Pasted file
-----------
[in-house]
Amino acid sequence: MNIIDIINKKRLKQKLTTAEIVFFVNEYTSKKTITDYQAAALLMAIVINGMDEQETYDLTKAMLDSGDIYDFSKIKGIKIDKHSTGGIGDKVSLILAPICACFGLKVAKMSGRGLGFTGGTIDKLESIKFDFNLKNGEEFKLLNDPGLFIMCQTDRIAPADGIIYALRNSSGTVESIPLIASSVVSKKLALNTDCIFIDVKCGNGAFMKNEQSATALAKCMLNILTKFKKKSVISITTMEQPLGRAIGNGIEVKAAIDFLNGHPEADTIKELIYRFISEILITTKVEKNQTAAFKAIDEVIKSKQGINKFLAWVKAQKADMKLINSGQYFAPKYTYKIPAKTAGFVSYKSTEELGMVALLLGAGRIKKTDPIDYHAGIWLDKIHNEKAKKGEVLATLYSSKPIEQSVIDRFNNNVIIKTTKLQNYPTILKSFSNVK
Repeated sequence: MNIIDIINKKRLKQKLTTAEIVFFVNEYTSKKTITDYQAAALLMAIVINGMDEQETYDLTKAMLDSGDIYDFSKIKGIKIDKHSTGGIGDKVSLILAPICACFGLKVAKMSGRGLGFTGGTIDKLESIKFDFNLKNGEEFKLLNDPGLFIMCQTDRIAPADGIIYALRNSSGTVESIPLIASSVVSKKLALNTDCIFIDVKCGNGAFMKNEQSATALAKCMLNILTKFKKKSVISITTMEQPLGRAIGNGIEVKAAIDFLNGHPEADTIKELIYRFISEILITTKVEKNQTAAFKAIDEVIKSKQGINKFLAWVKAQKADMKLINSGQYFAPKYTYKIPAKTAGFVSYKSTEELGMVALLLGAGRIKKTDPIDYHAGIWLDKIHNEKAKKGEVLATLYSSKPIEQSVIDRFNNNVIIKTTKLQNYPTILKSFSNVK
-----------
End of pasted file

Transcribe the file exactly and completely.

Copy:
[in-house]
Amino acid sequence: MNIIDIINKKRLKQKLTTAEIVFFVNEYTSKKTITDYQAAALLMAIVINGMDEQETYDLTKAMLDSGDIYDFSKIKGIKIDKHSTGGIGDKVSLILAPICACFGLKVAKMSGRGLGFTGGTIDKLESIKFDFNLKNGEEFKLLNDPGLFIMCQTDRIAPADGIIYALRNSSGTVESIPLIASSVVSKKLALNTDCIFIDVKCGNGAFMKNEQSATALAKCMLNILTKFKKKSVISITTMEQPLGRAIGNGIEVKAAIDFLNGHPEADTIKELIYRFISEILITTKVEKNQTAAFKAIDEVIKSKQGINKFLAWVKAQKADMKLINSGQYFAPKYTYKIPAKTAGFVSYKSTEELGMVALLLGAGRIKKTDPIDYHAGIWLDKIHNEKAKKGEVLATLYSSKPIEQSVIDRFNNNVIIKTTKLQNYPTILKSFSNVK
Repeated sequence: MNIIDIINKKRLKQKLTTAEIVFFVNEYTSKKTITDYQAAALLMAIVINGMDEQETYDLTKAMLDSGDIYDFSKIKGIKIDKHSTGGIGDKVSLILAPICACFGLKVAKMSGRGLGFTGGTIDKLESIKFDFNLKNGEEFKLLNDPGLFIMCQTDRIAPADGIIYALRNSSGTVESIPLIASSVVSKKLALNTDCIFIDVKCGNGAFMKNEQSATALAKCMLNILTKFKKKSVISITTMEQPLGRAIGNGIEVKAAIDFLNGHPEADTIKELIYRFISEILITTKVEKNQTAAFKAIDEVIKSKQGINKFLAWVKAQKADMKLINSGQYFAPKYTYKIPAKTAGFVSYKSTEELGMVALLLGAGRIKKTDPIDYHAGIWLDKIHNEKAKKGEVLATLYSSKPIEQSVIDRFNNNVIIKTTKLQNYPTILKSFSNVK